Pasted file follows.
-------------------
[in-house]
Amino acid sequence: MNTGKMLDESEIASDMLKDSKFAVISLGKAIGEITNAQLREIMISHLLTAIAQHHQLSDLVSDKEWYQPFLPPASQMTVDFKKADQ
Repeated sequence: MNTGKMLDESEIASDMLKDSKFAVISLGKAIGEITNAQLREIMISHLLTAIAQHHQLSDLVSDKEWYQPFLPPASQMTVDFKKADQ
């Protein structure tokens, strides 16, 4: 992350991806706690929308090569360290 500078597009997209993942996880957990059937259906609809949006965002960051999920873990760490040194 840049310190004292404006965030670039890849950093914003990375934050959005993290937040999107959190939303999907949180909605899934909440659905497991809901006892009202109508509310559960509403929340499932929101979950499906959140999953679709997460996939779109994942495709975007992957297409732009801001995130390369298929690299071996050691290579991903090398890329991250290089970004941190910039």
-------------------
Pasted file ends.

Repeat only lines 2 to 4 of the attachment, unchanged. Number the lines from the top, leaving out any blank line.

Amino acid sequence: MNTGKMLDESEIASDMLKDSKFAVISLGKAIGEITNAQLREIMISHLLTAIAQHHQLSDLVSDKEWYQPFLPPASQMTVDFKKADQ
Repeated sequence: MNTGKMLDESEIASDMLKDSKFAVISLGKAIGEITNAQLREIMISHLLTAIAQHHQLSDLVSDKEWYQPFLPPASQMTVDFKKADQ
């Protein structure tokens, strides 16, 4: 992350991806706690929308090569360290 500078597009997209993942996880957990059937259906609809949006965002960051999920873990760490040194 840049310190004292404006965030670039890849950093914003990375934050959005993290937040999107959190939303999907949180909605899934909440659905497991809901006892009202109508509310559960509403929340499932929101979950499906959140999953679709997460996939779109994942495709975007992957297409732009801001995130390369298929690299071996050691290579991903090398890329991250290089970004941190910039």